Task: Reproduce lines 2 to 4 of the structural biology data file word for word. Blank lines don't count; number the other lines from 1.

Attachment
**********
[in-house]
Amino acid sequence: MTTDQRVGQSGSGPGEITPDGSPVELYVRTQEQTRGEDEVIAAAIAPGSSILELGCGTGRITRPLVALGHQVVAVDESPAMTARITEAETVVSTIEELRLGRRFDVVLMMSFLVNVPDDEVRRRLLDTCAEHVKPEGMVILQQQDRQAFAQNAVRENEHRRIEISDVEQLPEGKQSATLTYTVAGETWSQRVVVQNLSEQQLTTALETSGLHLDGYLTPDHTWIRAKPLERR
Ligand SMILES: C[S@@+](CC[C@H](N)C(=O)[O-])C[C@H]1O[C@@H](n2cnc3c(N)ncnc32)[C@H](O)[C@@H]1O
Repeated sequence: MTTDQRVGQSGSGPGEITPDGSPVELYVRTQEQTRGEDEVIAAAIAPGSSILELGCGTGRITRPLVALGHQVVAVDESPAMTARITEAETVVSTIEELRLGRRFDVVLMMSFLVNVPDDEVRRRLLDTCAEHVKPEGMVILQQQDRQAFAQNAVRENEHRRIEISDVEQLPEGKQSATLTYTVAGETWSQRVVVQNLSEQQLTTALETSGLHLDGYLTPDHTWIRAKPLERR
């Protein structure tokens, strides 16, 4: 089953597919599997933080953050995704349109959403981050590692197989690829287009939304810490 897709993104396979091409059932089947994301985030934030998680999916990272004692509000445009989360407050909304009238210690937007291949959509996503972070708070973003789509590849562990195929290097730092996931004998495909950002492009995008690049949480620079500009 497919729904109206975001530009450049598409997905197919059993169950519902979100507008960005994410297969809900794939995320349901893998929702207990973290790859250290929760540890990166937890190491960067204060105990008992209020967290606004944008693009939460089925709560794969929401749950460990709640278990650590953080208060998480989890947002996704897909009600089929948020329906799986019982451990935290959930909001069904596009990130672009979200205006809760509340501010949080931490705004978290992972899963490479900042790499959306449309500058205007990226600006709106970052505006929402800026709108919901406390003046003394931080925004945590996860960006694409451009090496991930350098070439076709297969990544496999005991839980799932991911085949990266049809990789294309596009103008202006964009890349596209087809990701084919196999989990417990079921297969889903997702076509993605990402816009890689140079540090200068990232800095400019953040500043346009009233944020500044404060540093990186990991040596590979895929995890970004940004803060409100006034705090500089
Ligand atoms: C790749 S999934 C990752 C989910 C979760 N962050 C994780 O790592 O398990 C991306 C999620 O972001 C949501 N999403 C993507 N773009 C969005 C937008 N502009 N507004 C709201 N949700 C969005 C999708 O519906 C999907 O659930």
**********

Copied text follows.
Amino acid sequence: MTTDQRVGQSGSGPGEITPDGSPVELYVRTQEQTRGEDEVIAAAIAPGSSILELGCGTGRITRPLVALGHQVVAVDESPAMTARITEAETVVSTIEELRLGRRFDVVLMMSFLVNVPDDEVRRRLLDTCAEHVKPEGMVILQQQDRQAFAQNAVRENEHRRIEISDVEQLPEGKQSATLTYTVAGETWSQRVVVQNLSEQQLTTALETSGLHLDGYLTPDHTWIRAKPLERR
Ligand SMILES: C[S@@+](CC[C@H](N)C(=O)[O-])C[C@H]1O[C@@H](n2cnc3c(N)ncnc32)[C@H](O)[C@@H]1O
Repeated sequence: MTTDQRVGQSGSGPGEITPDGSPVELYVRTQEQTRGEDEVIAAAIAPGSSILELGCGTGRITRPLVALGHQVVAVDESPAMTARITEAETVVSTIEELRLGRRFDVVLMMSFLVNVPDDEVRRRLLDTCAEHVKPEGMVILQQQDRQAFAQNAVRENEHRRIEISDVEQLPEGKQSATLTYTVAGETWSQRVVVQNLSEQQLTTALETSGLHLDGYLTPDHTWIRAKPLERR